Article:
A Guide to Recognizing Your Saints
PARK CITY -- There is no escaping the old neighborhood, or more pointedly, the old man in this flashback to the rite-of-passage summer of four Queens teens. With an uptown indie cast of Robert Downey Jr., Dianne Wiest, Chazz Palminteri and even a quick whiff of Rosario Dawson, this coming-of-age saga might steam up initial boxoffice based on the marquee, but word-of-mouth will flatten this sweaty saga.

Told in a muddled flashback form as Dito (Downey) re-creates his youth, "A Guide to Recognizing Your Saints" traces back to summer 1986 when Dito and his three not-so-magnificent cronies trolled the mean streets of Queens, nearly under the Hellsgate Bridge. Oozing testosterone and spewing their bruised attitudes, they are petty predators, harassing the girls, tormenting the store owners and confronting their least-favored ethnic neighbors.

In their own minds, they are big men on the block. But, ultimately, they are afraid to leave their tiny world. It's no wonder since they congregate around Dito's small-minded father (Palminteri), who rants about the idiocy of ever leaving New York. In essence, the fearful foursome channel their energies into street thuggery, battling Puerto Ricans and anyone who resembles an outsider. Not surprisingly, it's an outsider, a Scottish student, who encourages young Dito to follow his dream and move to California. That's the main dramatic tension: Dito's tug between leaving home in order to live, or staying in that discomfort zone where he will surely wither.

Unfortunately, screenwriter-director Dito Montiel (who distilled from his own memoirs) never musters our sympathies for Dito to leave and find himself. After a while, the crudeness and venality of the central characters proves as stifling as the incessant Queens summer heat does to our dubious protagonists.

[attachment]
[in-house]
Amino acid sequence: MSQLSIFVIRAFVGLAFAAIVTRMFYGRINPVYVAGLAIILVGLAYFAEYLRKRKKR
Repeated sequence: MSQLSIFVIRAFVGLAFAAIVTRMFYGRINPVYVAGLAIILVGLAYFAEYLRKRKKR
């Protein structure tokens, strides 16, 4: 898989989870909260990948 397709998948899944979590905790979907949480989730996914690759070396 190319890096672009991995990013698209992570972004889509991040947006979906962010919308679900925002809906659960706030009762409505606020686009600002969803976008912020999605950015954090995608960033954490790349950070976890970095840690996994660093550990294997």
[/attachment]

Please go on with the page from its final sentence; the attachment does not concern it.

While there are dashes of jarringly raw dialogue and doses of from-the-block swagger, "Saints" struts its stuff mainly with only dull fury. Montiel's storytelling bangs ahead in a cacophony of dull repetition: There's too much ditto to this Dito.

Further enervating the drama are the uneven technical contributions. The tepid music of Jonathan Elias and the lumbering pace from Montiel and editors Peter Tellefsen and Jake Pushinsky combine to drain the personal stories.

The performances, including Downey's properly weary turn as the drained-out Dito, are what's best about "Saints". As the paterfamilias is in denial about his own health and the worth of his own philosophical spewing, Palminteri bursts with mule-headed rage; he is a ferocious and credible malevolence. In a brief appearance, Dawson captures the vigor and staying power of a young woman who has not been beaten down by her neighborhood's unsavory saints.


Original Media, Xingu Films, Belladonna Prods.


Screenwriter-director: Dito Montiel

Producers: Trudy Styler, Travis Swords, Charlie Corwin, Clara Markowicz

Executive producers: Sting, Bobby Sager, Peter Sahagen, Armand Mackey

Director of photography: Eric Gautier

Production designer: Jody Asnes

Music: Jonathan Elias

Costume designer: Sandra Hernandez

Editors: Christopher Tellefsen, Jake Pushinsky


Dito: Robert Downey Jr.

Young Dito: Shia LaBeouf

Monty: Chazz Palminteri

Flori: Dianne Wiest

Young Antonio: Channing Tatum

Young Laurie: Melonie Diaz

Mike O'Shea: Martin Compston

Older Antonio: Eric Roberts

Laurie: Rosario Dawson

No MPAA rating

Running time -- 90 minutes

See also

Credited With |  External Sites